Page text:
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Post #1571130

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27-Dec-2023, 6:52 PM

So, “matrixed stereo” is a stereo mix encoded in a special fashion where, if you pass it through a proper Dolby ProLogic decoder, you can get four-channel audio. The Laserdisc audio can be decoded in this way to get true multichannel. The six-channel reconstructions are based on this four-channel decode of Laserdisc audio, and for the past several releases has used a proper professional-grade decoder for that work. We also have in-theater recordings of the six-channel mix, which aren’t an audio source per se, but allow us to know which slight variations of sound effects happened, and when. The LFE is a bit of a best-guess, using some SE when it aligns with theatrical effects.

This work is all based on the theory that the six-channel and stereo mixes were based on the same four-track master audio, which has at this point been proven enough through various audio discoveries to be considered fact. There’s a lot of archaeology in this as well…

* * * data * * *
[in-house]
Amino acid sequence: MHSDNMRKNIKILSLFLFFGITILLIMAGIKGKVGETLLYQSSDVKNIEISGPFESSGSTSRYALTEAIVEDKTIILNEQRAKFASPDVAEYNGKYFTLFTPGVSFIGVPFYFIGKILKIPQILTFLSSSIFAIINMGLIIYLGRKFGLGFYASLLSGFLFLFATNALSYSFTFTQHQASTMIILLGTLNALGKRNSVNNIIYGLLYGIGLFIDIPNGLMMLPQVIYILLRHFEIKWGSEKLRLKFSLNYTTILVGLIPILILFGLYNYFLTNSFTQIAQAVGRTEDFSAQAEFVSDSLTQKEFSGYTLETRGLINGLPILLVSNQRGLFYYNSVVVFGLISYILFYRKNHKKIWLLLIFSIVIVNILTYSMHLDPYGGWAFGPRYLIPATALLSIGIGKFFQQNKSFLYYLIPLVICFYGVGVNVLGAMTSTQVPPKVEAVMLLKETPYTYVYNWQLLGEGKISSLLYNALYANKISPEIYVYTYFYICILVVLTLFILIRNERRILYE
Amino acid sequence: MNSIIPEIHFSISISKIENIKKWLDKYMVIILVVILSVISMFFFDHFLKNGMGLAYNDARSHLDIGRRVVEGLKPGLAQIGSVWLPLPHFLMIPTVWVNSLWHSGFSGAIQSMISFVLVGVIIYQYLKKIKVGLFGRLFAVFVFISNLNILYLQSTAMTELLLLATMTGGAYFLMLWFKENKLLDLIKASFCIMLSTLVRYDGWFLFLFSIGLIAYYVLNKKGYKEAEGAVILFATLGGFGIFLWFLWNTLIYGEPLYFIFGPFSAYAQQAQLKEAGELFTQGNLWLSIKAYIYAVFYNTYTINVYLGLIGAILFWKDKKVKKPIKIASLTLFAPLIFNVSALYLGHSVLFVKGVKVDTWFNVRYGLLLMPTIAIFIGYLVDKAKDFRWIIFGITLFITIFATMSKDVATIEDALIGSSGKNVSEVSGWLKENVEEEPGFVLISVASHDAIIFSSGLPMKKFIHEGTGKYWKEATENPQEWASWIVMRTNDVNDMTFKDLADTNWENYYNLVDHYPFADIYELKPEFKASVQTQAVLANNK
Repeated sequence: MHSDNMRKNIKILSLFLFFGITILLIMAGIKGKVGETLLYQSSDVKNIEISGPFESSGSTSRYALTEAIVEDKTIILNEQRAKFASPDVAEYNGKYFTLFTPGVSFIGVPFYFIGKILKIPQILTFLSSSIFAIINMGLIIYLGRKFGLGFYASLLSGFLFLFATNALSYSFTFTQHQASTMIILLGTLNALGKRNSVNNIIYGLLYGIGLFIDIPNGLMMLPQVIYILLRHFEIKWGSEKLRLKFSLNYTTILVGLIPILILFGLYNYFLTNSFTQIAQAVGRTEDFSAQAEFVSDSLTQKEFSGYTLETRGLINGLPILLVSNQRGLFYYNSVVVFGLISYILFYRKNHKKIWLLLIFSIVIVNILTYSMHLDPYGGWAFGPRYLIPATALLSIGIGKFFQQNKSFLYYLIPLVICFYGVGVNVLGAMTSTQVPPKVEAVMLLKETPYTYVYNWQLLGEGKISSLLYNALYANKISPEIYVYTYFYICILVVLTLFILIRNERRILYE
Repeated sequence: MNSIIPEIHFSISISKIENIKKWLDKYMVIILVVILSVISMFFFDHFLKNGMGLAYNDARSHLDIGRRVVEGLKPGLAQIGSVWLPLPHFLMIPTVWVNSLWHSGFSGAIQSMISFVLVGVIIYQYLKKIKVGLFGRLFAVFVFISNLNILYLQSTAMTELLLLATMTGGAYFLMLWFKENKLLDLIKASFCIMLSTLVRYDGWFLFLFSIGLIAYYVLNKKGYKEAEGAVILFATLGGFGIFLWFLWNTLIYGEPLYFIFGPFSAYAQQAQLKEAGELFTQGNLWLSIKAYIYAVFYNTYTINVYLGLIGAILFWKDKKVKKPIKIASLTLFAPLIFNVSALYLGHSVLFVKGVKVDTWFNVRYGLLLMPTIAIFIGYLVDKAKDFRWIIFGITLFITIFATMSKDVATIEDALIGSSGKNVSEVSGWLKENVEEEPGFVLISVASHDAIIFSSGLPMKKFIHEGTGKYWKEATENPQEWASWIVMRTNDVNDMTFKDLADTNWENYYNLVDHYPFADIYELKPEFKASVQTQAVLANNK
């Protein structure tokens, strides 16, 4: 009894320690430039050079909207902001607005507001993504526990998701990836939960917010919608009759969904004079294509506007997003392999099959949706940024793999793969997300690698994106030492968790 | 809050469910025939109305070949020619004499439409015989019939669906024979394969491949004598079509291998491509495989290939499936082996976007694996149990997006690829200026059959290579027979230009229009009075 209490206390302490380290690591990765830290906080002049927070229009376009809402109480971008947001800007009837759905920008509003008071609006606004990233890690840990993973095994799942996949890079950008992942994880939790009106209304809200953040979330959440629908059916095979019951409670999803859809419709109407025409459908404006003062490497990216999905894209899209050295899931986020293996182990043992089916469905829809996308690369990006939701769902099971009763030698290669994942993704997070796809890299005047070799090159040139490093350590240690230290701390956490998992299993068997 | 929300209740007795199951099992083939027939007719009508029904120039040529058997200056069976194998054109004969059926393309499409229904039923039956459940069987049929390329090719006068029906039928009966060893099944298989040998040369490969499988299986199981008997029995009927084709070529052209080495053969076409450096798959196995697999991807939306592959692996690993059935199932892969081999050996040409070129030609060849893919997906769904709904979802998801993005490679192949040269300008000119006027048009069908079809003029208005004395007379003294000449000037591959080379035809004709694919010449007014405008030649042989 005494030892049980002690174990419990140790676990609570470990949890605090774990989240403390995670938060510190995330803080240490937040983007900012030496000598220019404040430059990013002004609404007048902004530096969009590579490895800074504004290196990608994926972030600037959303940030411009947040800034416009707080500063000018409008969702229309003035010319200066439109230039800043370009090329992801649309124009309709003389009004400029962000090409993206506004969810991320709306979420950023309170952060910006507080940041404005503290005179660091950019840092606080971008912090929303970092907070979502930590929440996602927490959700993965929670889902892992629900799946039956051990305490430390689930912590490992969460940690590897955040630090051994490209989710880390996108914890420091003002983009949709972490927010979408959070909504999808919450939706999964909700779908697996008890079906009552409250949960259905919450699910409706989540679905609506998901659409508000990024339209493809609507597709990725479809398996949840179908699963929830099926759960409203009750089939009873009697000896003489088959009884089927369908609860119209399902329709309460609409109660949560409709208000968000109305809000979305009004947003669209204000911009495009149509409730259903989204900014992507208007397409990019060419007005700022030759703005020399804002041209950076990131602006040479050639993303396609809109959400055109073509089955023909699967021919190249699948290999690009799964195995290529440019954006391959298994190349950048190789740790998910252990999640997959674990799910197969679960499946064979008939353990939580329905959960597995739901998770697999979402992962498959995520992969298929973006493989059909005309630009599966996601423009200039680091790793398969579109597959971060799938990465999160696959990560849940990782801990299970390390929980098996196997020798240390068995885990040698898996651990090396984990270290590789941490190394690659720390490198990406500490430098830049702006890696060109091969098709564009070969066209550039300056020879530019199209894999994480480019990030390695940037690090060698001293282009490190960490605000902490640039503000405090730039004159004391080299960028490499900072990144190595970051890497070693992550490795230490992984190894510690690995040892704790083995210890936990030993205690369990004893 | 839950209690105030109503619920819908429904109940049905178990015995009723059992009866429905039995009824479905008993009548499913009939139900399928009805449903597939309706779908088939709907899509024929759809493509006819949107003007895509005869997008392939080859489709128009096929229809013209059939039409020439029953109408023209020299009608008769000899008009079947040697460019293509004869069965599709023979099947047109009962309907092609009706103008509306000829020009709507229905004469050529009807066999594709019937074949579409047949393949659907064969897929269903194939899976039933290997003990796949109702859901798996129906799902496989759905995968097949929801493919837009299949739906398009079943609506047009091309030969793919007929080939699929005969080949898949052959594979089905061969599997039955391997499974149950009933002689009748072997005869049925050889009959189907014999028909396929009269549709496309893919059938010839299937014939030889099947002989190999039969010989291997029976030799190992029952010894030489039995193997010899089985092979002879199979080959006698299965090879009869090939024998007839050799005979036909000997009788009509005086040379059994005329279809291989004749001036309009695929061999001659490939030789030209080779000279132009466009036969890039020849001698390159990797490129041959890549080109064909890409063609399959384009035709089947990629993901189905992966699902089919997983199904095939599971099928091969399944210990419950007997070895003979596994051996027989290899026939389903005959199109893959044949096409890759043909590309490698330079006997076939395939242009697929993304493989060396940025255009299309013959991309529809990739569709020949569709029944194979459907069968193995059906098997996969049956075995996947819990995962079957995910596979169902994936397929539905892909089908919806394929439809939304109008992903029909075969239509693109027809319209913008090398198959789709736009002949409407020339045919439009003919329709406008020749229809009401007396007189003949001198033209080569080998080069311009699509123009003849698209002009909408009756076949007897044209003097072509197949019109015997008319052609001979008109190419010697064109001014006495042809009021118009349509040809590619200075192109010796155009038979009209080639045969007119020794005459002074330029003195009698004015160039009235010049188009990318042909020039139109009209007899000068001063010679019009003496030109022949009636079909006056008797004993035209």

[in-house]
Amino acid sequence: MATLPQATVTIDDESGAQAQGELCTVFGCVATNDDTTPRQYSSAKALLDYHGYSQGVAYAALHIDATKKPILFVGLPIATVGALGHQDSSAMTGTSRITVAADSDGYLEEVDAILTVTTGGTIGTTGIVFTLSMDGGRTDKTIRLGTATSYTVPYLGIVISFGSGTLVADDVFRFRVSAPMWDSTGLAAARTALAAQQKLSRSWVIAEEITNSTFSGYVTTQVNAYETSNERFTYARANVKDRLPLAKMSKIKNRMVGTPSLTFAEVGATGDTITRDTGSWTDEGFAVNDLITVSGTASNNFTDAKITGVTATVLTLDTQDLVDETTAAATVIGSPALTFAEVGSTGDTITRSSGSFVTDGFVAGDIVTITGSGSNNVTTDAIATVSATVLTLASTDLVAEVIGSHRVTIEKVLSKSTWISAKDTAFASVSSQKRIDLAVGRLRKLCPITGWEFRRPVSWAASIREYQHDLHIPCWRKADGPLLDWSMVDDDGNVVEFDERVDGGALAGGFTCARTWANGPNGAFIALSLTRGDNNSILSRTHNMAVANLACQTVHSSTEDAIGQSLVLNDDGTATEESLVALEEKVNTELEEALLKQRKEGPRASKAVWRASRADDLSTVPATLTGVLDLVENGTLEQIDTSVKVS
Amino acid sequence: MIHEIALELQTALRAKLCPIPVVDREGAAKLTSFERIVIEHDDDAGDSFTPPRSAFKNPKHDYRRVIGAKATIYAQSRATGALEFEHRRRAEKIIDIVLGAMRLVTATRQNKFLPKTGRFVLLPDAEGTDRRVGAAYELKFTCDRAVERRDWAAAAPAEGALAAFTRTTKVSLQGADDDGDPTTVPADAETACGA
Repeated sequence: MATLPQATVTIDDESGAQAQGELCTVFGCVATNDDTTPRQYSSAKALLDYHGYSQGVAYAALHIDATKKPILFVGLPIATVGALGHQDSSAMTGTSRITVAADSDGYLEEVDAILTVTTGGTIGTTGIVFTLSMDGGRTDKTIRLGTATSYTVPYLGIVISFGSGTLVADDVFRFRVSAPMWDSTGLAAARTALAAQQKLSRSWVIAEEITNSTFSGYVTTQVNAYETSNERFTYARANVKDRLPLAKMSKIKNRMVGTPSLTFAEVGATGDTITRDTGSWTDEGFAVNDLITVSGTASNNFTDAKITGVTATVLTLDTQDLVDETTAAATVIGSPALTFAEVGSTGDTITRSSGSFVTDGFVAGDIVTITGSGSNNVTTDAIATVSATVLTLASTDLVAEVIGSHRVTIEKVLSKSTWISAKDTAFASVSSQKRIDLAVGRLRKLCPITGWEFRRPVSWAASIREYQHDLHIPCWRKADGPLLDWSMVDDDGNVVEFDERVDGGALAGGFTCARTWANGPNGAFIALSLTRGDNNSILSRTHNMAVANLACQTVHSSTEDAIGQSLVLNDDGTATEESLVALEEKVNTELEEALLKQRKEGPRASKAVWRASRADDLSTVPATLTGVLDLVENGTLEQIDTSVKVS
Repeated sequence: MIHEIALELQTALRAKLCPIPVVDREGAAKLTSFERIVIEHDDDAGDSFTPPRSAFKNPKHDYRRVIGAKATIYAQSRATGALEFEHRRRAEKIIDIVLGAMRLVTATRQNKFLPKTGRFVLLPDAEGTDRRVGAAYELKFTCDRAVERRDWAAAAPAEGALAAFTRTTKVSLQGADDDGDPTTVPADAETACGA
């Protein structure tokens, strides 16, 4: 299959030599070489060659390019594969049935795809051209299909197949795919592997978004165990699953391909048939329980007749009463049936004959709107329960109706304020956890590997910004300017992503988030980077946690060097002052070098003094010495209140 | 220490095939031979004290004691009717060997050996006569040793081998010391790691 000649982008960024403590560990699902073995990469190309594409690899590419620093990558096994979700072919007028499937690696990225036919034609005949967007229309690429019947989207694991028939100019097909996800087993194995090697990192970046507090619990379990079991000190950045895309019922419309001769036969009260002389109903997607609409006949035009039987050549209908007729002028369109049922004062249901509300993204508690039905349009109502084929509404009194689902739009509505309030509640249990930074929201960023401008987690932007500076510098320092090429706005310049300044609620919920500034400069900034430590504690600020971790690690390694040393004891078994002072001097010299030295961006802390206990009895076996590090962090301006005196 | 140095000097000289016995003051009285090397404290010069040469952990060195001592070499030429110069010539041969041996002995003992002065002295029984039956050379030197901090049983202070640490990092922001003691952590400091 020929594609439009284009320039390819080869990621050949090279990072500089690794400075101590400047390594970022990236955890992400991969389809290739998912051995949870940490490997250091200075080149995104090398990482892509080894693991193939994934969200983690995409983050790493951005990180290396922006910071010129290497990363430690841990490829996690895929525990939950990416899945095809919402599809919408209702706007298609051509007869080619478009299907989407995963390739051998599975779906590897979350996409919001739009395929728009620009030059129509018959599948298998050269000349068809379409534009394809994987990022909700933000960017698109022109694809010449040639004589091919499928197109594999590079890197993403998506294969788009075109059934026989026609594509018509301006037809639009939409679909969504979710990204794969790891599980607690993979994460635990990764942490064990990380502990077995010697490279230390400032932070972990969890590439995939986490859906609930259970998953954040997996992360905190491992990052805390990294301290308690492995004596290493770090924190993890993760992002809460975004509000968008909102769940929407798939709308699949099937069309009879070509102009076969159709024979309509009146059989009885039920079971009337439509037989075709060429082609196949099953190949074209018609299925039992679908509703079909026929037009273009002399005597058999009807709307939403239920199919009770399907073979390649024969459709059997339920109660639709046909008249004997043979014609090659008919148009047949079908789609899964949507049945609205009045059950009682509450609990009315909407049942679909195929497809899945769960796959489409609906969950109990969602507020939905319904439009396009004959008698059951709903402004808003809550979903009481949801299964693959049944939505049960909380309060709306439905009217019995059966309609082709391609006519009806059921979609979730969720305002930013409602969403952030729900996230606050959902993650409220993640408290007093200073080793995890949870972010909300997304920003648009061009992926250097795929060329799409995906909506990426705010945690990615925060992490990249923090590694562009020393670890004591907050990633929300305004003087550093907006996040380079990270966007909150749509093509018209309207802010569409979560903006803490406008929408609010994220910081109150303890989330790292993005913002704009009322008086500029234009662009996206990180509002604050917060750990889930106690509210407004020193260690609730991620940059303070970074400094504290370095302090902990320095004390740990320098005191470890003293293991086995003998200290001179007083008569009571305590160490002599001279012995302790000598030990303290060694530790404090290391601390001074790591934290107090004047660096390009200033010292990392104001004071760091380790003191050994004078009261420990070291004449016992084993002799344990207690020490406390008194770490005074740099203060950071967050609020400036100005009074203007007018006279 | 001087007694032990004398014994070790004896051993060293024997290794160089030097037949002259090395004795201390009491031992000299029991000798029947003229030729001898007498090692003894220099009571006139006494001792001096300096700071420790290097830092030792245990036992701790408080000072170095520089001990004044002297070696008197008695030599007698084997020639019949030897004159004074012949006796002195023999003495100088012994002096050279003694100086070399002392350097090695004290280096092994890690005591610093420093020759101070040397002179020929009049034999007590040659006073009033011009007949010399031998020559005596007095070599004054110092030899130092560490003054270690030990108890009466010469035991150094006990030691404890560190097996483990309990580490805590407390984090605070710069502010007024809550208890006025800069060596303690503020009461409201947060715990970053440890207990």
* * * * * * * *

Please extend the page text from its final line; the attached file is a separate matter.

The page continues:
Keep in mind that, at the time, only the Star Wars six-channel mix even attempts to match any unique 70mm six-channel content. That may change, but right now Empire and Jedi are more like “tasteful and respectful upmixes” than 70mm mixes – although they may end up being extremely similar to their respective 70mm mixes, due to the shared lineage of the four-channel master.

ProLogic decoding can’t get you literally back to the discrete six-channels on a 70mm print. For one thing, there’s still a bit of channel bleedover that would not be present on a 70mm print, the other is of course the missing two LFE channels*. But these things were done with love. It’s not at all like those Blu-ray mono-to-5.1 upmixes which kill the soul of the original audio. It can be done well, and in this case, it’s been done in an exemplary fashion.

* The original 70mm six-channel audio was 4.2, not 5.1. It was L, C, R, and a single surround, plus two LFE channels. So a four-channel ProLogic decode gives you everything except the LFE. Since 5.1 is far more compatible with modern playback systems, that’s how it’s encoded for these preservations.